The state-of-the-art five-axis system allows engineers to cut, drill or machine complex shapes without the drawbacks associated with traditional laser machining, such as heat build-up or tapers. The Synova machine can be used on a range of materials including ceramics, hard to machine alloys and composites among others.
Speaking to Machinery, Bethan Smith, technology manager at the MTC, says the high-powered waterjet guided laser allows the centre to develop and use the latest technology to support industries across the UK with their manufacturing challenges.
Smith explains that the investment is a key part of the Coventry-based MTC’s strategy moving forward: “We see laser processing as a key manufacturing technology for the UK, and as such this is one of the MTCs key strategic areas going forwards. To back this up we have made quite a few investments in this area of technology over the last few years.”
The MTC already operates a Amphos (now owned by Trumpf) 300W Picosecond laser that it uses for high precision machining. The machine is also currently the only one in the UK and ties into the MTCs laser machining capability, similar to the Synova machine.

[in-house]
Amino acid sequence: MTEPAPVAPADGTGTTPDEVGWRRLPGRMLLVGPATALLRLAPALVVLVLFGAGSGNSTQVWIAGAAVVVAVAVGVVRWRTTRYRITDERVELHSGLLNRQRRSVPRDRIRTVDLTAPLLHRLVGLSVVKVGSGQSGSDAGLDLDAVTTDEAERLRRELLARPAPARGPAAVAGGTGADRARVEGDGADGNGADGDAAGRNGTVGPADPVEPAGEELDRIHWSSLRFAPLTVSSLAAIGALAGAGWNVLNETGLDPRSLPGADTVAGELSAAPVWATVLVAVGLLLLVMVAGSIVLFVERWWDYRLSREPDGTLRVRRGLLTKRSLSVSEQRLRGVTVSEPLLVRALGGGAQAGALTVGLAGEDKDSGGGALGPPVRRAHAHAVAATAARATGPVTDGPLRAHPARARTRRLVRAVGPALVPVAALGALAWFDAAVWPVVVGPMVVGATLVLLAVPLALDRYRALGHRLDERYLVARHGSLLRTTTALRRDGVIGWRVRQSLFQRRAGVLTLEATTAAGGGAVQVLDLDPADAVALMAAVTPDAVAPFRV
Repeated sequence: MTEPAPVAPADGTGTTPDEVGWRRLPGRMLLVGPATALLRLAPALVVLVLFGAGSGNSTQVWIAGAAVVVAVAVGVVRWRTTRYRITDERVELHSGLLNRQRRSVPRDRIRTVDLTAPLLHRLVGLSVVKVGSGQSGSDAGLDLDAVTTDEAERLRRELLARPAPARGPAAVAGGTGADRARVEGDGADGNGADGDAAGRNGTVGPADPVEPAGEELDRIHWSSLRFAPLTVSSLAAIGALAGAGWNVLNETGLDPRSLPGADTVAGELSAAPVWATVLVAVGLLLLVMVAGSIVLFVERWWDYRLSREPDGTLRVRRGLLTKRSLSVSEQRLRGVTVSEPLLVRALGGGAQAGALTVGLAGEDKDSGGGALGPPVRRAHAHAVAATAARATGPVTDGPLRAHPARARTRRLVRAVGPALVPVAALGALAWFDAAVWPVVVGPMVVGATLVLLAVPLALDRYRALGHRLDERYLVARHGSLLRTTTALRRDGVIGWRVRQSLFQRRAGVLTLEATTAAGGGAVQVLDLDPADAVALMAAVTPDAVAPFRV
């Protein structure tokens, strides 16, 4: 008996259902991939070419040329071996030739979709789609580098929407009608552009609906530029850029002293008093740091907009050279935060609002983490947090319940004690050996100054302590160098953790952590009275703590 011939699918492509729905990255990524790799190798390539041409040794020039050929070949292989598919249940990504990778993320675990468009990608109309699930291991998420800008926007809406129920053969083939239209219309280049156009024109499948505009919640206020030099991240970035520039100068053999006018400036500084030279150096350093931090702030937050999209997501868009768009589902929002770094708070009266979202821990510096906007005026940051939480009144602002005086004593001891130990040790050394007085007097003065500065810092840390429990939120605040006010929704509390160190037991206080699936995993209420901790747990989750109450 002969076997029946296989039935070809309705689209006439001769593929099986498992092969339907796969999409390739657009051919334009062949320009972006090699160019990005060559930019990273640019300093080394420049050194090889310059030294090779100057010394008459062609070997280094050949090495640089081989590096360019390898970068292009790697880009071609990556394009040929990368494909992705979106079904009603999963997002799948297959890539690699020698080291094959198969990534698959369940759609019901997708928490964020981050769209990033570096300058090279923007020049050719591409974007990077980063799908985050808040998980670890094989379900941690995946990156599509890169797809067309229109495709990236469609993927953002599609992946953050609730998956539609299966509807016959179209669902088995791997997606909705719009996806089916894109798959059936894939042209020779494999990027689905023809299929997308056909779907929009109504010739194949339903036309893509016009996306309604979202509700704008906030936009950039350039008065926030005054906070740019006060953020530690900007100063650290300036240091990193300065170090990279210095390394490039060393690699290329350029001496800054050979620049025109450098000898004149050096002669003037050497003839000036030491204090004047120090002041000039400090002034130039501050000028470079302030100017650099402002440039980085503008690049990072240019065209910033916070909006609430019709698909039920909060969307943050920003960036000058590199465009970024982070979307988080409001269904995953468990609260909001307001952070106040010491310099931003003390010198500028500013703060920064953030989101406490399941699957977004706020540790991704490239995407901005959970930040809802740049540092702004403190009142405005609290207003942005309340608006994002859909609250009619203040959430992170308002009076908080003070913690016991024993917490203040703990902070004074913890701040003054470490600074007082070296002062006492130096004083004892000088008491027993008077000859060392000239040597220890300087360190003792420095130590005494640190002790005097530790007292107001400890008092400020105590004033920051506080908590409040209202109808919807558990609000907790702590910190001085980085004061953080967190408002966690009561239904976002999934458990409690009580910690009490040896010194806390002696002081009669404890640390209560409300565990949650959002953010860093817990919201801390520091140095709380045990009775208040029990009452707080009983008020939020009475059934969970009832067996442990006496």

“We are really pushing for the use of laser processing and trying to support its uptake in the UK, which has been slower than in other countries around the world, to support this we are working with all the suppliers in the sector,” says Smith. “We now have a lot of capability and the Synova slots in there to support the others that we operate giving us a wide range of laser offerings for manufacturing companies to trial and assess on-site.
“For example, we will be helping to develop production solutions for the machining of lightweight, high performance, hard to machine materials that will be crucial in helping manufacturing businesses hit the UK’s upcoming net zero targets.”